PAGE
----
EU certified training module for ship and rescue divers
Based on the extended NTSS study and the conclusions of a diving workshop held in La Spezia (Italy) in September 2017, EDA launched a new project in spring 2018 in order to design and conduct a course module to harmonise European ship diving and ship-based rescue diving standards and practices. The overall objective is the identification, recognition and mutual certification of common EU military diving standards.
Showcase event held in Toulon
As part of that ongoing project, and in order to test and confirm the practical implications involved in joint diving training and operation, an EDA ‘showcase event’ was held on 3 April 2019 in the harbour of St. Mandrier, near Toulon (France). Four diving teams from Germany, Spain, Poland and Romania participated in this exercise, as well as high ranking naval officers from Bulgaria, France, Germany, Spain, Ireland, Poland and Romania. The aim was to conduct joint interventions under real conditions based on realistic naval incident scenarios and to demonstrate how the proposed common standards would successfully work in practice.
As an example: Romanian and Polish divers worked hand in hand to recover an anchor while Spanish and a German diving team jointly inspected a frigate’s hull and performed repair work on a pier using heavy underwater welding equipment. The practical part of the event was complemented by a static display of different equipment and procedures ashore.
The in and out of water demonstration of interoperable diving teams from different Member States applying proposed common standards was hailed as a great success by all participants. EDA’s Project Team Naval Training was encouraged to continue promoting the identified standards and seek their swift endorsement by EU Member States as a next step.
Participants of the showcase event concluded that the identification of common diving standards is a perfect example of how Member States can strengthen their defence capabilities and make them interoperable at a low cost, for the benefit of everybody. In attendance on the day, Commodore Malone, Flag Officer Commanding the Irish Naval Service, commented that “EU common diving standards will facilitate greater Pooling & Sharing of diving training across Member States, while enhancing interoperability”.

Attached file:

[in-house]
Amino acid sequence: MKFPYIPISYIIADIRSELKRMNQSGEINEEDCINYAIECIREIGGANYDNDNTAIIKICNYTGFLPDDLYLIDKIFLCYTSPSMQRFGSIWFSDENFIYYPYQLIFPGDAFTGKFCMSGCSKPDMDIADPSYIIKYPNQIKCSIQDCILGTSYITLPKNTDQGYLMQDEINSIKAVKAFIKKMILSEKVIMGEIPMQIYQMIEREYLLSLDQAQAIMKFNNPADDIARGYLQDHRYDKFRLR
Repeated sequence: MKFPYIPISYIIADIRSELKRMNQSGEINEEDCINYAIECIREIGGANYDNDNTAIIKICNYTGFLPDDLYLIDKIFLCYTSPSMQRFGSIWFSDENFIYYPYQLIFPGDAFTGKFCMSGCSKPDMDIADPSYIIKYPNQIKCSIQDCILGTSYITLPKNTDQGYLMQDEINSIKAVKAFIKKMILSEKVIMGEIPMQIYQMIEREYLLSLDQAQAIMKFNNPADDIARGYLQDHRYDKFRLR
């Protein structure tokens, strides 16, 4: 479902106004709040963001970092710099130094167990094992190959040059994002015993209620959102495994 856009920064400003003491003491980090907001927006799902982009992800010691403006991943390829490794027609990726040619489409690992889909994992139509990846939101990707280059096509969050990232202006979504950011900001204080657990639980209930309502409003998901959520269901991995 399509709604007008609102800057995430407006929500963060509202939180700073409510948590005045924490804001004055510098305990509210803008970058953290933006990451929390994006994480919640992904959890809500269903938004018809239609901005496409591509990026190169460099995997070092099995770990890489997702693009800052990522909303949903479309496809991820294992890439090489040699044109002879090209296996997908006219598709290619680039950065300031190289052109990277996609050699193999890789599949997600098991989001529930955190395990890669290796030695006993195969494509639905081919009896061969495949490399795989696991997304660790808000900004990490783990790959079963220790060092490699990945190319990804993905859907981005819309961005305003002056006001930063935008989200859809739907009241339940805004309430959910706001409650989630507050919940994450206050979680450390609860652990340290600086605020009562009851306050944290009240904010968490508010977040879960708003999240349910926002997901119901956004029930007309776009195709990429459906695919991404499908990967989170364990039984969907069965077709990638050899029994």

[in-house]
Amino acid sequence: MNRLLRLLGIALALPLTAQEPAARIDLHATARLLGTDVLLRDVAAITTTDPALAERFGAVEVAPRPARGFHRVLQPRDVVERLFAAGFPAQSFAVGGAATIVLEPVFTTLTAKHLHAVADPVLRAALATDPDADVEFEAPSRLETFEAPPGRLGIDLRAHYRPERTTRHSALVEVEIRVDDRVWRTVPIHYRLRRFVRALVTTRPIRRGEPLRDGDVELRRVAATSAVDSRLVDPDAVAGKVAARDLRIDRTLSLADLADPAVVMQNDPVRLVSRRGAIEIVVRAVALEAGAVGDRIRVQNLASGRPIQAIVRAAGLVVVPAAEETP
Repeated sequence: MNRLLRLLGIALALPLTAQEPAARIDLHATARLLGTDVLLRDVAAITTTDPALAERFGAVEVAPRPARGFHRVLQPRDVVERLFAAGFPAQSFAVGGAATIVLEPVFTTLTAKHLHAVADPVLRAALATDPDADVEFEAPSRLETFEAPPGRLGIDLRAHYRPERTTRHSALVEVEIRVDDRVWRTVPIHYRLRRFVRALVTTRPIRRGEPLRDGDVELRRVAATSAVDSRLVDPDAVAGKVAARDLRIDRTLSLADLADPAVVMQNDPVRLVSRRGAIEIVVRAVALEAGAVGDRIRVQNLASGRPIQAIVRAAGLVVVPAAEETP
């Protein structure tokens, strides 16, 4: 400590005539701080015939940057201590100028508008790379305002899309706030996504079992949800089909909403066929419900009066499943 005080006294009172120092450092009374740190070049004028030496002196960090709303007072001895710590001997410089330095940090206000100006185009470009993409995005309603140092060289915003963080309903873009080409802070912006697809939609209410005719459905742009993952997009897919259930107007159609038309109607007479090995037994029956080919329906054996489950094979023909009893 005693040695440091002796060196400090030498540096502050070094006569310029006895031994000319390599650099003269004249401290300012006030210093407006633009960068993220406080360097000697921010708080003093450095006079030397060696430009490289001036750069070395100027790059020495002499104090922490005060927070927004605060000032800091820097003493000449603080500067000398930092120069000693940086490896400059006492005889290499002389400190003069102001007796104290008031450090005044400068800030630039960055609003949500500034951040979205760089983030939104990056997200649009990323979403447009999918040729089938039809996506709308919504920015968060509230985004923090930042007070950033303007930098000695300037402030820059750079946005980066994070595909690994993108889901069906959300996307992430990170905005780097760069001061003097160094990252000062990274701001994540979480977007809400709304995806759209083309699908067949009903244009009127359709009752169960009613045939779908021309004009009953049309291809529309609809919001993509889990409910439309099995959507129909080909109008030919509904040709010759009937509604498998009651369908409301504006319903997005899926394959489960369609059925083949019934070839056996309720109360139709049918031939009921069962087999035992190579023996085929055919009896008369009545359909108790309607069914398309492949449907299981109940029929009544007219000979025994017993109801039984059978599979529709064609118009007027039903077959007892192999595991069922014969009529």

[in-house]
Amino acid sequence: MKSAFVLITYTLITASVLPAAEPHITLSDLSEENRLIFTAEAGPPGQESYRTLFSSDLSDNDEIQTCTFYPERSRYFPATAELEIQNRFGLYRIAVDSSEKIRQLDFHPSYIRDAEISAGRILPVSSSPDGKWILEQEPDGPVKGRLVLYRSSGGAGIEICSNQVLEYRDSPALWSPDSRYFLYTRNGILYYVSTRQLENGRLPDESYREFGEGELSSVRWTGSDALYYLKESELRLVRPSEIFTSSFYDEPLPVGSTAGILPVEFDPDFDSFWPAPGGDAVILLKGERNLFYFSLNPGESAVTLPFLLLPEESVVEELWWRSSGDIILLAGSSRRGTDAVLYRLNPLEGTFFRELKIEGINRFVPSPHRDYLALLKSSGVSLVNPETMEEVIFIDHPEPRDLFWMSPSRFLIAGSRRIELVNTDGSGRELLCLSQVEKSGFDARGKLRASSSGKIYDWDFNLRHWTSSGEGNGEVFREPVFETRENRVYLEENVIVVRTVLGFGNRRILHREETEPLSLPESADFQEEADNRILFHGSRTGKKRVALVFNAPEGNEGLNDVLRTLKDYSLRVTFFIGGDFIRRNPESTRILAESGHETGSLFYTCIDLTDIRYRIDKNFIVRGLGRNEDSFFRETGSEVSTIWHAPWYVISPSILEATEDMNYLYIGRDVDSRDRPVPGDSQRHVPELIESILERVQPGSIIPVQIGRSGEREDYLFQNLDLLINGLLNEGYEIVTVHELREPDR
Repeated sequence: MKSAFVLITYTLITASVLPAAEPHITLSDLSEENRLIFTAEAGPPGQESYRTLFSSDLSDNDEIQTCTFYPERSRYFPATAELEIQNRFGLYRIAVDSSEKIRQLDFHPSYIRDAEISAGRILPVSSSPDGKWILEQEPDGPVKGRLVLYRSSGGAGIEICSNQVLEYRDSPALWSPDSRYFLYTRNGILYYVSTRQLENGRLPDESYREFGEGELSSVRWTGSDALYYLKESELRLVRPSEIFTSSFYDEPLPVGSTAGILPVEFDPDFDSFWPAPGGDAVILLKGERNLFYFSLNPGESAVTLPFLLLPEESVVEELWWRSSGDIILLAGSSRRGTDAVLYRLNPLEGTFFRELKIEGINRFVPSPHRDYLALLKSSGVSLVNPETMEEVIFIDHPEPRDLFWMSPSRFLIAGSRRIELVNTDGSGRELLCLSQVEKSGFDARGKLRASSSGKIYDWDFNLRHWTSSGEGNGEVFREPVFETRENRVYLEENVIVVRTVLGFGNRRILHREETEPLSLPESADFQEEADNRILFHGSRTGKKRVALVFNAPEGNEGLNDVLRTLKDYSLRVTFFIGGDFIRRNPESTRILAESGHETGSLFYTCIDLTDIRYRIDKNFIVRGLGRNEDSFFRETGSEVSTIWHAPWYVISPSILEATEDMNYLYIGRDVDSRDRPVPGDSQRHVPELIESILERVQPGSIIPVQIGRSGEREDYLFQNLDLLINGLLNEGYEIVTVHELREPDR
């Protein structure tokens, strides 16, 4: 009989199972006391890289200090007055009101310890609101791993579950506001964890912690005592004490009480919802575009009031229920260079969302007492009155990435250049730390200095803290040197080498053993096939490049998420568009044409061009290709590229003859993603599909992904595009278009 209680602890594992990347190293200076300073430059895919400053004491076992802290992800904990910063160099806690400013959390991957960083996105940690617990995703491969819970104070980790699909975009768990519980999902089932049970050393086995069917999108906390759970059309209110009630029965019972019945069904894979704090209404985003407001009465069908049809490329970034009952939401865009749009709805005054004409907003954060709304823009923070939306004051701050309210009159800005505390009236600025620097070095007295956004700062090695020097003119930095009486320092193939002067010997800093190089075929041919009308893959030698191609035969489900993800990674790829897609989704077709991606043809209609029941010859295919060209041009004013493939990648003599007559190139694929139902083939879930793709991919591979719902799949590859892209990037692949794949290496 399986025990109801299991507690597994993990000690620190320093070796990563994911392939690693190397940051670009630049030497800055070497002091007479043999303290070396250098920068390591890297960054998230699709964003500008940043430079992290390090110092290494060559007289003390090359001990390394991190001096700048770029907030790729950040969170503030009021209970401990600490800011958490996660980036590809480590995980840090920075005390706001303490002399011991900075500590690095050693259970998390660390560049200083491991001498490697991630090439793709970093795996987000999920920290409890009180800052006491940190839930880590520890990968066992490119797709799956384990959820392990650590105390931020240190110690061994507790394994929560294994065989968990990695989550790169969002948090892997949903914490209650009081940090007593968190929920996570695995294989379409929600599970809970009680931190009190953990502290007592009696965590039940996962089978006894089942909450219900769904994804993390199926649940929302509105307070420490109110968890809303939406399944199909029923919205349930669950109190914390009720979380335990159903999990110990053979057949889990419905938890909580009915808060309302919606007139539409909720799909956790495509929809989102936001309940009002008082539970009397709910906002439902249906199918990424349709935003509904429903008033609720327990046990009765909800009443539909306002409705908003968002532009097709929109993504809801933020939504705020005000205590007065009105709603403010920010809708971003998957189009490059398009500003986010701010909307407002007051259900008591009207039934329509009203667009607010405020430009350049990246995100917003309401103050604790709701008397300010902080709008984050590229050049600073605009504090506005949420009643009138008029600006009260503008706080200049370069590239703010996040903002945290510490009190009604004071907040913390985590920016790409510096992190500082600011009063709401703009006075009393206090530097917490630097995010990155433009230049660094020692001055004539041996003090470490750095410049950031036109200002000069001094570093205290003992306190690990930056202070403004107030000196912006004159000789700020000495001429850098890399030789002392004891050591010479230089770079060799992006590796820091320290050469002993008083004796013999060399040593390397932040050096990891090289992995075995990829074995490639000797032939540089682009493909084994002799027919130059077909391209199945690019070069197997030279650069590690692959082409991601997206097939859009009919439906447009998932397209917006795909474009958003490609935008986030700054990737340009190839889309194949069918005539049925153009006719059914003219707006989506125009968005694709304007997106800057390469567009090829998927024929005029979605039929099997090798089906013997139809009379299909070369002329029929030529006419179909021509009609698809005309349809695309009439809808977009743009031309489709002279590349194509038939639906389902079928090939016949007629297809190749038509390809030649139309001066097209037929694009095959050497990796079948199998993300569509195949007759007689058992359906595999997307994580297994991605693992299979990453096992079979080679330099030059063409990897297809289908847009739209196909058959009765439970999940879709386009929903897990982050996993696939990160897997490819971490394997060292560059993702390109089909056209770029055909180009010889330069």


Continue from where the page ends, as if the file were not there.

Once the standards are endorsed, the next step would be to create a pilot course for ship divers open to Member States’ trainees to achieve a common certification recognised in all participating Member States.
In the meantime, Bulgaria, Greece and France launched a PESCO project aimed at setting up a ‘Deployable Modular Underwater Intervention Capability Package’ (DIVEPACK). The objective is to develop an interoperable specialised modular asset for full spectrum defensive underwater intervention operations in expeditionary setting. The DIVEPACK unit will integrate a wide range of diving and unmanned underwater vehicles materiel, operated by qualified personnel, in a comprehensive capability package. Its mission tailorable open architecture ‘plug-and-play’ concept will facilitate the versatility of response in the framework of EU CSDP operations and will provide a quick reaction capability, applicable to a broad range of underwater scenarios, both at sea and in inland waters.
Furthermore Romania, Bulgaria and France have launched the PESCO project ‘European Union Network of Diving Centres’ in order to optimise the use of training capacities, harmonise training requirements and course syllabuses.